When taking a quilt photo, be sure to avoid any objects, pets, people (yes, fingers holding a quilt included!), or scenery in the background. If you would like to photograph your quilt outside in natural light (see next tip), do so, but be sure to crop the photo to remove the background as much as possible. Your quilt shouldn’t have to compete with background noise for attention.
Also, don’t drape your quilt over furniture or lay it flat on a bed or the floor. Unless you are 20 feet tall, you will not be able to square your quilt up in a photograph while it lies on the ground. And your antique table is lovely, but we want to see your entire quilt! Unless you are a stylist working for a quilt magazine, the quilt should not be draped or laid over any other items, however darling they may be.
Also, side note: We realize that quilts are feline magnets and trying to photograph a quilt with a cat nearby will almost certainly result in a photo with a random cat paw or tail or cat-shaped blur in the corner. Pro tip: A spray bottle with a little water goes a long way…
Take photographs on a light neutral or black wall or background. To take the photo, position yourself directly in front of the quilt so that you have a straight-on angle. Before snapping away, take a look at our next tip…
We don’t have to tell you that lighting is important. As a quilter, you likely already know that the color of a fabric can appear differently depending upon the amount and type of light on it.
After positioning a quilt to photograph, take a look at it. Is the lighting distributed as evenly as possible across the front of the quilt? Do the true colors of your quilt and design appear as they should? If the answer to either of those questions is no, you either need to adjust the lighting or reposition the quilt.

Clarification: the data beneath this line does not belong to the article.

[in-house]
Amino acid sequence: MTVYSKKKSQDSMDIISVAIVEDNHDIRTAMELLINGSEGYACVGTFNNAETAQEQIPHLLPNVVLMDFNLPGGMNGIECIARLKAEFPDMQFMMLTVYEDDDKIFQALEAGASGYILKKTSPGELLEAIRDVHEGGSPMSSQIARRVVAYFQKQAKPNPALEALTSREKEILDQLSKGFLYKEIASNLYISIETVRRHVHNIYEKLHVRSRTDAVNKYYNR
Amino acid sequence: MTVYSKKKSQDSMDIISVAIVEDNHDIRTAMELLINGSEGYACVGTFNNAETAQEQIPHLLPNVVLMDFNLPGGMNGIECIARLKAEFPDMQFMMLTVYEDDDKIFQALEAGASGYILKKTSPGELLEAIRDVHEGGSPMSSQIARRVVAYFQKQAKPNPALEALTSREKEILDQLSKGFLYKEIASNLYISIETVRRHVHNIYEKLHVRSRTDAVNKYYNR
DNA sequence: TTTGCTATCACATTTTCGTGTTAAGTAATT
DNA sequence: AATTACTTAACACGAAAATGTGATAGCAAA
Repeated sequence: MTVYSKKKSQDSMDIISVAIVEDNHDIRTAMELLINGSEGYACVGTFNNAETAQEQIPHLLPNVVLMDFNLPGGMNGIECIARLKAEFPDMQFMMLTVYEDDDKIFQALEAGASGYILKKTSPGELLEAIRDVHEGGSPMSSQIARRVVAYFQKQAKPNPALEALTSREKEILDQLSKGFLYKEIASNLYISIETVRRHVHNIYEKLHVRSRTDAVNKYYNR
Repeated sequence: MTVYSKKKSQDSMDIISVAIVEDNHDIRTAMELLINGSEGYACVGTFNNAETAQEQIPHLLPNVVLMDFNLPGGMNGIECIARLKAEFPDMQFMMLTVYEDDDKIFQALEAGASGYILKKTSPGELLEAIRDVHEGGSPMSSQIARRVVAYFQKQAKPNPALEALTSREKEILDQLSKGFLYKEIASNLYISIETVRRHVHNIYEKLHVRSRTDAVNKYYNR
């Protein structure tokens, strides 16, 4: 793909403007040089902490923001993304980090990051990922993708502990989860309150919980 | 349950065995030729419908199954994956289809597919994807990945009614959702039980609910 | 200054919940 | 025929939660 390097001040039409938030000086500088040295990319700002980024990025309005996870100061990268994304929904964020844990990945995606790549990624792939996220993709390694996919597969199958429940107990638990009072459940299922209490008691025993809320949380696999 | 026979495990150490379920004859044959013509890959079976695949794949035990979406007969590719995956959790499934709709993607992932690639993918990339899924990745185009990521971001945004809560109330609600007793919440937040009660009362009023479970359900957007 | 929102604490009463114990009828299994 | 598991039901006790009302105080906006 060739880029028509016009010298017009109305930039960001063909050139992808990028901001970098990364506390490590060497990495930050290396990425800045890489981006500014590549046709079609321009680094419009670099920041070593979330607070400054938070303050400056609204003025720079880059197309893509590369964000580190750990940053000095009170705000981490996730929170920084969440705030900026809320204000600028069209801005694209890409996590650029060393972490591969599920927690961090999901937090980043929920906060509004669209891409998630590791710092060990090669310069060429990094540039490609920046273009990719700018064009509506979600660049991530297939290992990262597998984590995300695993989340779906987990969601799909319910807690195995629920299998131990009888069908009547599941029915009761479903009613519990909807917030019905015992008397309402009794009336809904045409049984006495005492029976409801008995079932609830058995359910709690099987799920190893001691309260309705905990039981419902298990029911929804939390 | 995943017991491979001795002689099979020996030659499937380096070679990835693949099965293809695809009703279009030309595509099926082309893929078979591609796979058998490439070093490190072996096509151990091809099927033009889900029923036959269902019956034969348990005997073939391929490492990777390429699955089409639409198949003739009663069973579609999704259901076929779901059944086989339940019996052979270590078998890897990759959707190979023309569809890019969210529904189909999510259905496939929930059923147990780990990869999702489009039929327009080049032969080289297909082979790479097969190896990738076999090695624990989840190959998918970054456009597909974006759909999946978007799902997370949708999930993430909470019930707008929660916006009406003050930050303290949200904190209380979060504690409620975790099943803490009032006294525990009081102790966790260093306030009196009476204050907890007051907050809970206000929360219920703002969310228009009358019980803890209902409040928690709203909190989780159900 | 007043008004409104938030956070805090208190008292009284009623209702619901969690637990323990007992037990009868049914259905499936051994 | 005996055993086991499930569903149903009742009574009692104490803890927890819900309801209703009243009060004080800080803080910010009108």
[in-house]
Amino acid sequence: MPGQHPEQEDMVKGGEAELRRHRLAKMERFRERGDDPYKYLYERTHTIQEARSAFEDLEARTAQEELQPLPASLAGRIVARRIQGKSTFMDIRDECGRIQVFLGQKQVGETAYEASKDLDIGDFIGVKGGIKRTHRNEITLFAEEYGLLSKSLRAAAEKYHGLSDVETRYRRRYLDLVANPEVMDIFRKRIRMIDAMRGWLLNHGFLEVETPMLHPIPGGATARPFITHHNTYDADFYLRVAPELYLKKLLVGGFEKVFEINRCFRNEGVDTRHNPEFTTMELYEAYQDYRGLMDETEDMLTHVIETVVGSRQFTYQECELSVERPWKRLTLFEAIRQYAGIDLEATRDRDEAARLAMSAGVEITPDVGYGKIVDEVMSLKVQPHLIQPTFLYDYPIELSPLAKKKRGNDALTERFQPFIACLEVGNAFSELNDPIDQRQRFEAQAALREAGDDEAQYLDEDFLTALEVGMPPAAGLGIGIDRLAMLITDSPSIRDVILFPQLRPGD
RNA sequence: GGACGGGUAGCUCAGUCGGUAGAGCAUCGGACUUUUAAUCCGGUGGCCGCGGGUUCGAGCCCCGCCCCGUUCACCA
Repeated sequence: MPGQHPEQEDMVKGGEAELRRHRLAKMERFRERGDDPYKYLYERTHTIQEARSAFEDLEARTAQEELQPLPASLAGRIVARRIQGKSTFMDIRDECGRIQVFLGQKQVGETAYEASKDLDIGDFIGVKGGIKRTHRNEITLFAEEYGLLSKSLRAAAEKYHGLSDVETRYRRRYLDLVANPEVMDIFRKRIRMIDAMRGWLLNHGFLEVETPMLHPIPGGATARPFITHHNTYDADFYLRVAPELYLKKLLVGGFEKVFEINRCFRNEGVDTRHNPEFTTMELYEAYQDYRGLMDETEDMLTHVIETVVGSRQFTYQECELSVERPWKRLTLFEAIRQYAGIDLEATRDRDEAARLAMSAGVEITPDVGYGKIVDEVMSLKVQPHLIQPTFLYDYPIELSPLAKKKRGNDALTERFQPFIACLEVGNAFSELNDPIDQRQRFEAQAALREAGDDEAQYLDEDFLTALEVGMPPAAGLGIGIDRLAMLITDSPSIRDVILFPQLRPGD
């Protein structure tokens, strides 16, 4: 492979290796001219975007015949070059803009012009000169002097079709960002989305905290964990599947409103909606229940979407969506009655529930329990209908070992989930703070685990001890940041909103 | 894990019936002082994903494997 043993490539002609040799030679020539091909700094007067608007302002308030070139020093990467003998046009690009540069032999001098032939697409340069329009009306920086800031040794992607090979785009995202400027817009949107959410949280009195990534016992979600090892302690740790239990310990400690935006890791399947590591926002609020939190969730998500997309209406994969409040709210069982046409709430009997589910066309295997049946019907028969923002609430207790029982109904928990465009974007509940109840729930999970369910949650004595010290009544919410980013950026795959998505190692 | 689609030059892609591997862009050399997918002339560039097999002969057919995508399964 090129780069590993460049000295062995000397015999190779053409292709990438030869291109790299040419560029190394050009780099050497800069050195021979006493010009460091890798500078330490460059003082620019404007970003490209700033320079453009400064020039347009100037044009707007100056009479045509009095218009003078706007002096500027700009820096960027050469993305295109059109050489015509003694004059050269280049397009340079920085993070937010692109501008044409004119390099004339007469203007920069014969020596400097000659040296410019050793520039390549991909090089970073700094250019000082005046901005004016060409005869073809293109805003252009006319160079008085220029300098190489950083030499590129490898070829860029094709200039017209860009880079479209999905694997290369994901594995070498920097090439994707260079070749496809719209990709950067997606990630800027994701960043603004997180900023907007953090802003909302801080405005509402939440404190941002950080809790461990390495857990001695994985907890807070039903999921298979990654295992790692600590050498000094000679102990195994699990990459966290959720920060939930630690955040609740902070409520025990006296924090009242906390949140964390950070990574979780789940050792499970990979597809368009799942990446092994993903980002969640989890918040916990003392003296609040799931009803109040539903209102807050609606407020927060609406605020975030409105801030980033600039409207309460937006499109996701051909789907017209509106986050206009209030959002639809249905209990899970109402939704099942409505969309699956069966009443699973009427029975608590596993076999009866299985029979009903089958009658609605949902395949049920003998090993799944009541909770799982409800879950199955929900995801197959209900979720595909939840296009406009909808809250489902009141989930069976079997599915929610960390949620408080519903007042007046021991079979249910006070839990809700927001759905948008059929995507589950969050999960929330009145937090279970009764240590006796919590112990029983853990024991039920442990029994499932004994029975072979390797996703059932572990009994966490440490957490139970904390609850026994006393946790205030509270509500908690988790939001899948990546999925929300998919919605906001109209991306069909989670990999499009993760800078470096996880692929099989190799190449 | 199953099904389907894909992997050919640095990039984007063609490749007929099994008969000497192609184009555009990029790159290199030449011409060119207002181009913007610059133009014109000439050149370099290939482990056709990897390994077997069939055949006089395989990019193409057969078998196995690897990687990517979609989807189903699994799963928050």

Natural outdoor lighting can be an amazing thing for any type of photography. But you have to be careful about the time of day, as direct sunlight can cause shadows or a glare that obscures details in the photo and can bleach out the color of your quilt.
If shooting indoors, you have the option of using the flash on your camera. In some cases, that may be fine. In other cases, the flash may distribute the light unevenly, or make your quilt design look flat (fail to capture the various textures). So, as you are taking photos, look at the ones you’ve already taken and determine whether the flash is helping or hurting your work and adjust as needed.
There are many options—from cameras to lighting to quilt stands to backdrops—that one could utilize to capture professional-grade photos with a little time, patience, and practice. But we know that realistically, most of the quilters who enter work for our shows—and those who are photographing their quilts for documentation purposes—aren’t necessarily going to have the resources or time to create an in-home studio for their quilt photography. And that’s absolutely fine! The goal should be to use the tips above to capture as flattering a photo as possible of your quilt with the skills and equipment you have.
Once you have chosen the photos you would like to use, save them to your computer and, if needed, crop them to remove the background. Save them as jpegs, RGB color (the default setting on most editing software), and take a moment to admire your work.